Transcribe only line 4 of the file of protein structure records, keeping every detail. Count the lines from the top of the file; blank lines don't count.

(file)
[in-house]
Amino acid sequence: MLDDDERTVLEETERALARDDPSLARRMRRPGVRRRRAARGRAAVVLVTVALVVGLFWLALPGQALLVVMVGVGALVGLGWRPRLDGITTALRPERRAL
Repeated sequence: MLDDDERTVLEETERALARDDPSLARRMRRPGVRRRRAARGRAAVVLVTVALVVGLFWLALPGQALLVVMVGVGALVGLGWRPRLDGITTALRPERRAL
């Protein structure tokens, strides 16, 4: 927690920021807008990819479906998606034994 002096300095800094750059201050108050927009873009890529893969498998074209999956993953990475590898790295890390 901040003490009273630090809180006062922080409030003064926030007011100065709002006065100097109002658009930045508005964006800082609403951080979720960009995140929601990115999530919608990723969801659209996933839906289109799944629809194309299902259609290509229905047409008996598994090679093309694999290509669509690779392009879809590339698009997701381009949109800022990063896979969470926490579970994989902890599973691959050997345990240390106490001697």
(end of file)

């Protein structure tokens, strides 16, 4: 927690920021807008990819479906998606034994 002096300095800094750059201050108050927009873009890529893969498998074209999956993953990475590898790295890390 901040003490009273630090809180006062922080409030003064926030007011100065709002006065100097109002658009930045508005964006800082609403951080979720960009995140929601990115999530919608990723969801659209996933839906289109799944629809194309299902259609290509229905047409008996598994090679093309694999290509669509690779392009879809590339698009997701381009949109800022990063896979969470926490579970994989902890599973691959050997345990240390106490001697």